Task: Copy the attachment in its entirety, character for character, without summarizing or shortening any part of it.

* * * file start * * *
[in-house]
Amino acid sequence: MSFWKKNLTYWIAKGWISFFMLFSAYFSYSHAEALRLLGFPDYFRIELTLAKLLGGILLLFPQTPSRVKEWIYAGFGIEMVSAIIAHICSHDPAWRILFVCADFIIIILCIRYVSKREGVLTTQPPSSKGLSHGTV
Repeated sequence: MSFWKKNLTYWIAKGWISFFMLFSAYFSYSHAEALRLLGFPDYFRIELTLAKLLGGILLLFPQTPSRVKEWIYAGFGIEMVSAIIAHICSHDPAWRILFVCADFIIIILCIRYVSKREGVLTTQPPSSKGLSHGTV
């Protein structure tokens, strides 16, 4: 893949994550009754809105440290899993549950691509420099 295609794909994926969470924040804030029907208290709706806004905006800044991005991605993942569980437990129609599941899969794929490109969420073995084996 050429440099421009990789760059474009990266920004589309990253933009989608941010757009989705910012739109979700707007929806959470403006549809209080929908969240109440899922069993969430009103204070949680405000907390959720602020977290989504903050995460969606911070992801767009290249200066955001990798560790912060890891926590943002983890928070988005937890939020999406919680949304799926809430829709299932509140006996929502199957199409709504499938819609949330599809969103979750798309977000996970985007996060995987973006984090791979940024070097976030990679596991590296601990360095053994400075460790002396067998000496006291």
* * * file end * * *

[in-house]
Amino acid sequence: MSFWKKNLTYWIAKGWISFFMLFSAYFSYSHAEALRLLGFPDYFRIELTLAKLLGGILLLFPQTPSRVKEWIYAGFGIEMVSAIIAHICSHDPAWRILFVCADFIIIILCIRYVSKREGVLTTQPPSSKGLSHGTV
Repeated sequence: MSFWKKNLTYWIAKGWISFFMLFSAYFSYSHAEALRLLGFPDYFRIELTLAKLLGGILLLFPQTPSRVKEWIYAGFGIEMVSAIIAHICSHDPAWRILFVCADFIIIILCIRYVSKREGVLTTQPPSSKGLSHGTV
């Protein structure tokens, strides 16, 4: 893949994550009754809105440290899993549950691509420099 295609794909994926969470924040804030029907208290709706806004905006800044991005991605993942569980437990129609599941899969794929490109969420073995084996 050429440099421009990789760059474009990266920004589309990253933009989608941010757009989705910012739109979700707007929806959470403006549809209080929908969240109440899922069993969430009103204070949680405000907390959720602020977290989504903050995460969606911070992801767009290249200066955001990798560790912060890891926590943002983890928070988005937890939020999406919680949304799926809430829709299932509140006996929502199957199409709504499938819609949330599809969103979750798309977000996970985007996060995987973006984090791979940024070097976030990679596991590296601990360095053994400075460790002396067998000496006291």